#46-#47 (Davis/Farmer/Heisler/Oliver) – These issues are the full introductions of Kylun and Cerise, two characters that were essentially forgotten once Davis left the title. Both of these characters have a lot of potential, but I guess they didn’t fit into the darker world of the ‘90s X-titles. Cerise later endures a horribly retconned origin that doesn’t make any sense, which I guess shouldn’t be shocking. These are great looking issues; Oliver’s coloring should especially stands out. Davis’ art plays around with page layouts and pulling the “camera” in and out, an effect he pulls off very well. Davis continues to build on old continuity from Marvel UK, early Excalibur issues, and a one-shot special that was apparently filled with contradictions. This is Avengers Forever-type material, telling you that the mistakes you saw earlier weren’t mistakes and that everything has been happening for a reason. This run was written when continuity was a much higher priority at Marvel, so I don’t know if it’s something that would be published today. Davis is able to incorporate the old continuity with new characters and plotlines in a seamless way, so you really do feel as if there’s logical connection between these events.
#48-#49 (Davis/Farmer/Heisler/Oliver) –These issues mark the first appearance of the Anti-Phoenix, a concept that you might think would’ve had a large role in X-continuity, but seems to have been relegated only to this Excalibur storyline. The Phoenix Force is now being tied into the continuity of the original Captain Britain series, which should (theoretically) root characters like Roma and Merlyn even more firmly into the X-universe. It never really worked out that way, and I don’t think any of these events were referenced after Davis left the title. This storyline is a huge payoff for longtime fans, but it is rooted in continuity from a wide variety of sources, which might bother some readers. Davis is building up to an ominous finish, but doesn’t totally abandon the light-hearted humor of the original issues, something most writers couldn’t pull off.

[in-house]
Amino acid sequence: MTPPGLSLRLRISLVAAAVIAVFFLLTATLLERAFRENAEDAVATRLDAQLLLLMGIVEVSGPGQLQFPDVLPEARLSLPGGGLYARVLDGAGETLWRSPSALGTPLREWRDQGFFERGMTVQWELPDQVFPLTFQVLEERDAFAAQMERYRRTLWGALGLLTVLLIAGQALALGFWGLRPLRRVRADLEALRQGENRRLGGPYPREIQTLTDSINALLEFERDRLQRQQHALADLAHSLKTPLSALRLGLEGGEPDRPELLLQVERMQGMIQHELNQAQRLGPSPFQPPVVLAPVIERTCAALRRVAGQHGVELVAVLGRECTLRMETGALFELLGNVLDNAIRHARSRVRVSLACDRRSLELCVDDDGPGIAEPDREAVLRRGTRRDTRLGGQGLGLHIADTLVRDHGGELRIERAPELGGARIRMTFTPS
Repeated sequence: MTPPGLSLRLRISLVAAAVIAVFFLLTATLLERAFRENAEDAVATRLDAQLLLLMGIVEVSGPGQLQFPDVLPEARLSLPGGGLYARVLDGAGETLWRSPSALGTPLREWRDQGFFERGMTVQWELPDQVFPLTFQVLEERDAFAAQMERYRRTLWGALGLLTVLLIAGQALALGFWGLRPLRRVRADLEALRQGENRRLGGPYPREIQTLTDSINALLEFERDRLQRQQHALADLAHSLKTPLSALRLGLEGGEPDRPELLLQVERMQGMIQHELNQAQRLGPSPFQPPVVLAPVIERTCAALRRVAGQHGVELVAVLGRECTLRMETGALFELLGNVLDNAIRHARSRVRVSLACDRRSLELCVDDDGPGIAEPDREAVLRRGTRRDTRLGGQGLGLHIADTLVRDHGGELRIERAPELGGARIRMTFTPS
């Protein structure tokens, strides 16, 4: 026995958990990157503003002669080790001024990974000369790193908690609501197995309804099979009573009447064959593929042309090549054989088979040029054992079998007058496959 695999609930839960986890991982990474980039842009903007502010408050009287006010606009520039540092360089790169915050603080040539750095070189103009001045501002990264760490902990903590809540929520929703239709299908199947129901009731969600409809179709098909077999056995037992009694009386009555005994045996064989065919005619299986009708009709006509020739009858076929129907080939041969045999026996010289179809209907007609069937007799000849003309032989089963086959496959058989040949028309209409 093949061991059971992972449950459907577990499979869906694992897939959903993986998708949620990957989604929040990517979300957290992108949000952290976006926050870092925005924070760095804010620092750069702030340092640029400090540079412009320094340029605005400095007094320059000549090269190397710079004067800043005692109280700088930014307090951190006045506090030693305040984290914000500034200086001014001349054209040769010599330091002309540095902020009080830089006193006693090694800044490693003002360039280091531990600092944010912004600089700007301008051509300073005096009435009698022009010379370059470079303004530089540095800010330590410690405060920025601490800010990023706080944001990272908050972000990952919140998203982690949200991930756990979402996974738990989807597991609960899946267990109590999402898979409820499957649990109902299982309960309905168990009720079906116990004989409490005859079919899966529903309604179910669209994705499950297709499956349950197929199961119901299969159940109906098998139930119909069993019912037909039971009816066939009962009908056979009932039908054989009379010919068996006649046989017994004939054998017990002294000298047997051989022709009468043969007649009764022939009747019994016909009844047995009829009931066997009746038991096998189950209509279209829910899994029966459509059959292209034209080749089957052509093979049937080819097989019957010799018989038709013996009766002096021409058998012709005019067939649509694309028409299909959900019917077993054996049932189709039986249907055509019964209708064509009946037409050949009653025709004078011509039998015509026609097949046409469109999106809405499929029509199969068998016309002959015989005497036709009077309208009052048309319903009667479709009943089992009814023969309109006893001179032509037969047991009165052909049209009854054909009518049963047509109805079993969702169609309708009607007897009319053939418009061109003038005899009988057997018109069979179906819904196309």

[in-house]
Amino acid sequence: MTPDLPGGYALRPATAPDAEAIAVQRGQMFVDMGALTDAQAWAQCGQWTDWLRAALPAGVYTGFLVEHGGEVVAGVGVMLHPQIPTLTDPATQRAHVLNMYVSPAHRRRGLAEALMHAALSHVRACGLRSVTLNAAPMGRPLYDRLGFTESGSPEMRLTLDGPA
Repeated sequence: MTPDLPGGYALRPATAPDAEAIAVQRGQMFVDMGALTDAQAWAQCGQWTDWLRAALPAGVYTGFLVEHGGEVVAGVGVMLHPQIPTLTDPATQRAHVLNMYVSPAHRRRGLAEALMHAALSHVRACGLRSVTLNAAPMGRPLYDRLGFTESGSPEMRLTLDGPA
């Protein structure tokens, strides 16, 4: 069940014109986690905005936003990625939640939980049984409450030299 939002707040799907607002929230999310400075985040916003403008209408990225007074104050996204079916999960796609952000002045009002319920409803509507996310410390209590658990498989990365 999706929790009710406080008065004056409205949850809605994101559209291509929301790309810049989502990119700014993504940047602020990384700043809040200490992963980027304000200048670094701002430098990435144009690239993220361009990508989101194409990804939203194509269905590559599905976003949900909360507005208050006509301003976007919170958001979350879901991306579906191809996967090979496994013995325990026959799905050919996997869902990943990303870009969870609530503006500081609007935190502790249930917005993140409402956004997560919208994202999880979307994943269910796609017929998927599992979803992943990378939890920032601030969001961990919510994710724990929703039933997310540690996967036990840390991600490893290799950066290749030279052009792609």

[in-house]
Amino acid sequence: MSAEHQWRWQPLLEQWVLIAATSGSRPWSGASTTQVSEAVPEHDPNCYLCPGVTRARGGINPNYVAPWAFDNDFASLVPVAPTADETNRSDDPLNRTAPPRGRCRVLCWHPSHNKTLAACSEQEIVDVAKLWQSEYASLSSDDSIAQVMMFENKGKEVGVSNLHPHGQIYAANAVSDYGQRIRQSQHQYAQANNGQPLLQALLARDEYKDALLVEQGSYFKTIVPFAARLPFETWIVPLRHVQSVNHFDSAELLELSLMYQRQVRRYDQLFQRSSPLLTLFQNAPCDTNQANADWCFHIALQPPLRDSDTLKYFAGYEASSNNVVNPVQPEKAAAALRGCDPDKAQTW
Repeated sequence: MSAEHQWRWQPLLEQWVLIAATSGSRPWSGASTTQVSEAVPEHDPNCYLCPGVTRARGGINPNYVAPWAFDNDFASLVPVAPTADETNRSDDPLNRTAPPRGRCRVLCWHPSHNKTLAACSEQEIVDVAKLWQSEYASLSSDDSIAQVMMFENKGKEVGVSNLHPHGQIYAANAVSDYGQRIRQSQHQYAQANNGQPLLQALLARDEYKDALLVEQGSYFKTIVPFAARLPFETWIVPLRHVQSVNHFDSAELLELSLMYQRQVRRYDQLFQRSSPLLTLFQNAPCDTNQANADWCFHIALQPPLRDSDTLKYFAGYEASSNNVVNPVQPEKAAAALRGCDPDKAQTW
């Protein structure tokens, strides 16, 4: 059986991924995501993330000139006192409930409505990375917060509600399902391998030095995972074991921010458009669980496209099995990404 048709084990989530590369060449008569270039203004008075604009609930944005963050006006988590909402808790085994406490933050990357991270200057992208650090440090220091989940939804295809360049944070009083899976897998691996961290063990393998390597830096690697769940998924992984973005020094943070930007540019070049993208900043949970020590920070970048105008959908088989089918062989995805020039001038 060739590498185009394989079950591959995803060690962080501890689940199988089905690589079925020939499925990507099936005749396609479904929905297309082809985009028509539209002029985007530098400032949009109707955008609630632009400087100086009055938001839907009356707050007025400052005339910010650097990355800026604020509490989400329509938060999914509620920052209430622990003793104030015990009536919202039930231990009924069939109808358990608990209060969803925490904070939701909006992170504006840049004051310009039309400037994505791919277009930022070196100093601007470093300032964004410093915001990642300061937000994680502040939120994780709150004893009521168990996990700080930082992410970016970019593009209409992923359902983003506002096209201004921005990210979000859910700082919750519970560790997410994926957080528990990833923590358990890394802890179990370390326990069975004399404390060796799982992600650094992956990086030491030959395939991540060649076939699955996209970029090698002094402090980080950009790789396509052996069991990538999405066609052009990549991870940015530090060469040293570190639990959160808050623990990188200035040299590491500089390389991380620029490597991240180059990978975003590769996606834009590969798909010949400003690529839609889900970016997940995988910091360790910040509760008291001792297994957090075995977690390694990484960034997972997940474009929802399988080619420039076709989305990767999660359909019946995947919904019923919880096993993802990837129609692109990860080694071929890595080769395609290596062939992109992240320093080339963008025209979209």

#50 (Davis/Farmer/Heisler/Rosas) – Davis’ first storyline concludes with this issue, along with some long-running subplots that go back to the early issues of this series. Davis obviously put a lot of thought into how to connect the various plot threads he introduced at the start of this run, making this issue feel like a real payoff. A lot of the early subplots from the Claremont issues are also resolved here. Davis ties them into his story so well, I was surprised when I found out that he didn’t consult Claremont at all when writing this arc (editor Terry Kavanagh told Davis not to worry about what Claremont might have done, just to make the book his own).